‘Eczema shouldn’t make you ill, should it, doctor?’
Despite the fact that I was running the emergency surgery and was already more than half an hour late, I resisted the urge to simply answer ‘no’. Even though it’s years since I did my MRCGP, I ‘explored the question’.
The mother had brought in her one-year-old girl for an urgent appointment. The only relevant past history was eczema, for which she’d been prescribed the usual emollients and mild steroid ointments, with occasional courses of antibiotics.
Mum explained that the girl had been ‘really out of sorts this last couple of days – feverish, off her food and grumpy. And I noticed her eczema has suddenly flared up’.
Even before mum had undressed the child for me to give her a general check-over, and a peek at the eczema in particular, I had decided that this was probably just an eczema flare – possibly infected – with a coincidental viral illness.
We see infected eczema commonly, but the affected child is usually well, albeit itchy. This little girl, though, did look out of sorts and certainly felt feverish to the touch. When mum took off the child’s vest, I was confronted by some pretty nasty-looking eczema around the left shoulder and chest wall.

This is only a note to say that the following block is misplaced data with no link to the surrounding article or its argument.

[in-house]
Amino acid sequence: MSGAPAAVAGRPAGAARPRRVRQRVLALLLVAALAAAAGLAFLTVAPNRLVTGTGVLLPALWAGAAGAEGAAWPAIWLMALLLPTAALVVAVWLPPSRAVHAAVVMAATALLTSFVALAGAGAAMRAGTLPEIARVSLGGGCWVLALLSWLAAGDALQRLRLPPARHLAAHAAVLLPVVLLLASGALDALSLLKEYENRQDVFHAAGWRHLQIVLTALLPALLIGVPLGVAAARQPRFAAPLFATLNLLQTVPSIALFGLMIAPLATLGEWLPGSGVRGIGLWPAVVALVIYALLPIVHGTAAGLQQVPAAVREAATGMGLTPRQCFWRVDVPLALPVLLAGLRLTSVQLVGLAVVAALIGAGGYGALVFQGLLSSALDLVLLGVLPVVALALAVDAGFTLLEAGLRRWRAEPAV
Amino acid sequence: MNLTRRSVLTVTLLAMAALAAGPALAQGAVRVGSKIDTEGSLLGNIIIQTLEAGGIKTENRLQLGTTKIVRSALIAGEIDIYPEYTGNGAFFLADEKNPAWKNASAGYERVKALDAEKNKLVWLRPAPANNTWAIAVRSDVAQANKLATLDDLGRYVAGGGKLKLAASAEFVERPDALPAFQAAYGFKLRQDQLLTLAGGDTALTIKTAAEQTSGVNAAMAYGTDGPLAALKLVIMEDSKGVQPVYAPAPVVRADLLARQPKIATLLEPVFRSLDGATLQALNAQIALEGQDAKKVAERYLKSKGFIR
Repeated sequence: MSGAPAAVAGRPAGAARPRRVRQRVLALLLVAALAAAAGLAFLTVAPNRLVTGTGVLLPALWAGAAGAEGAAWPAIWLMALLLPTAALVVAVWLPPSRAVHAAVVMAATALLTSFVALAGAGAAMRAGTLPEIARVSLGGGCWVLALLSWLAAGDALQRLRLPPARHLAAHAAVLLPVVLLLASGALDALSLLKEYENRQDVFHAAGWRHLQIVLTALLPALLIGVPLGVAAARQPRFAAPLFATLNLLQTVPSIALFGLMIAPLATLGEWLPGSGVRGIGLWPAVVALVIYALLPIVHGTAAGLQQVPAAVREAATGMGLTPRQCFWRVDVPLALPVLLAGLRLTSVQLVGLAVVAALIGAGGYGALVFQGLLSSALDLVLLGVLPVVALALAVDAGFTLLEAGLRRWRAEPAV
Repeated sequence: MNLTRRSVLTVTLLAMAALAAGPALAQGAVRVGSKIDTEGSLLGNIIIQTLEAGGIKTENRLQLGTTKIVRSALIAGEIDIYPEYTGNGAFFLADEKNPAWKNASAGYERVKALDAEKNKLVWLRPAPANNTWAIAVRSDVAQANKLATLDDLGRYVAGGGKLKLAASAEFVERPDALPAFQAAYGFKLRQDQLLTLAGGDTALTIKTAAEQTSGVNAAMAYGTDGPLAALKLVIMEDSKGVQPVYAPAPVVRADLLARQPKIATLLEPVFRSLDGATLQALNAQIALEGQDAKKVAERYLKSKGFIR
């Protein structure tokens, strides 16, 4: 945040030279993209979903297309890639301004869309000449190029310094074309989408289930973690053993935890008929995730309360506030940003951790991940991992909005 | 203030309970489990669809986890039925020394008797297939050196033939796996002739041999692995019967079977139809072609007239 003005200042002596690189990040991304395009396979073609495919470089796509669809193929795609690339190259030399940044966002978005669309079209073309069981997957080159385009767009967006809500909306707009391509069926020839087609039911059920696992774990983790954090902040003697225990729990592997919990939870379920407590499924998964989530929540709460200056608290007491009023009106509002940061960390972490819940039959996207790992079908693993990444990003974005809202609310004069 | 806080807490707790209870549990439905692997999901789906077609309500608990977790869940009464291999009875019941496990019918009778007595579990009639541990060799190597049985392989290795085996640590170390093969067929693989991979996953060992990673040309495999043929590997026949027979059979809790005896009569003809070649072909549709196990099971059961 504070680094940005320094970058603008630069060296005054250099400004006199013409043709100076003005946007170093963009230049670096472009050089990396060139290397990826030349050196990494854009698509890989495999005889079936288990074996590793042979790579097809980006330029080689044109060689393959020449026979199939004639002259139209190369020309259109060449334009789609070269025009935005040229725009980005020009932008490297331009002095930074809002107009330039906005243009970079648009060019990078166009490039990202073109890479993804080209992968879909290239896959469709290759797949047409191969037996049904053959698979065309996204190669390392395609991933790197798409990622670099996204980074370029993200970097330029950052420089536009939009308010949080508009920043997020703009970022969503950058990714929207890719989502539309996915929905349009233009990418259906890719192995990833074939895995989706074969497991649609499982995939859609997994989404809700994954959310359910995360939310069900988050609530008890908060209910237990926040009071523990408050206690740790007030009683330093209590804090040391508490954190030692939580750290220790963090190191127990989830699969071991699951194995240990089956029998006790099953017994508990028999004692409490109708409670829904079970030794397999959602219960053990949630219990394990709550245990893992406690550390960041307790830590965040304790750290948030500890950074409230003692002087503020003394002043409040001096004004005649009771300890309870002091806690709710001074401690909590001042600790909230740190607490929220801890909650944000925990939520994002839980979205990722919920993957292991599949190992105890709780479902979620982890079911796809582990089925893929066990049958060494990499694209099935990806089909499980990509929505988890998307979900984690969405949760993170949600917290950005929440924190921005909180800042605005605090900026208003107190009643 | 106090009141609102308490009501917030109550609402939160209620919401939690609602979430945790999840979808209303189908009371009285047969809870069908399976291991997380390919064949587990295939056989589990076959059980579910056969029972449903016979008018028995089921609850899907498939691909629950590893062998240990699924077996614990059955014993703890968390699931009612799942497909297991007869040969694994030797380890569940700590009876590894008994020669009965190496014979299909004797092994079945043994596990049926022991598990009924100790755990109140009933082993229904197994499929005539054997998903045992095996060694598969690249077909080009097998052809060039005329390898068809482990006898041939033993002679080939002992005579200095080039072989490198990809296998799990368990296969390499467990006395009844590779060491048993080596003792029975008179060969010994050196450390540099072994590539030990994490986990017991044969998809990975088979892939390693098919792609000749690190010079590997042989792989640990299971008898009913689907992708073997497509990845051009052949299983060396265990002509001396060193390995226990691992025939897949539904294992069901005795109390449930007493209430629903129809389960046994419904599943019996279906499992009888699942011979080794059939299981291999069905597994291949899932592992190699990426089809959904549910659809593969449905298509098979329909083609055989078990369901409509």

• Eczema exacerbation
• Bacterial infection of eczema
• Eczema herpeticum
• Herpes zoster.
A simple eczema flare is a common presentation in children. But, as per the mum’s opening gambit, this shouldn’t make the child unwell.
Either this really was a flare with a coincidental viral illness such as a developing URTI or gastroenteritis – or there was something about the eczema itself that was making the child ill.
At first glance, it looked infected – and bacterial infection is often implicated in exacerbations of eczema. But I’ve never known this complication to cause systemic illness.
This raised the possibility of some other infection. The clustering of blistering and ulcerated lesions reminded me of herpes zoster, though the patient was very young for an attack of shingles. Herpes simplex, though, was a distinct possibility.
The hidden clue
There were two clues, in fact.
First, the mum’s gasp as she removed her child’s vest – because the affected area was more extensive and angry-looking than it had been just a couple of hours before.
And the second was the pattern of uniform, punched-out erosions. These lesions, together with the rapid deterioration, suggested eczema herpeticum.
Getting on the right track
Now the whole presentation made sense.
A quick call to the duty paediatrician secured the child’s urgent assessment – at which point the diagnosis was confirmed and intravenous aciclovir was commenced. A couple of days later she was discharged, much better in herself and with much improved eczema.
Dr Keith Hopcroft is a GP in Laindon, Essex
Eczema accompanied by a fever Eczema accompanied by a fever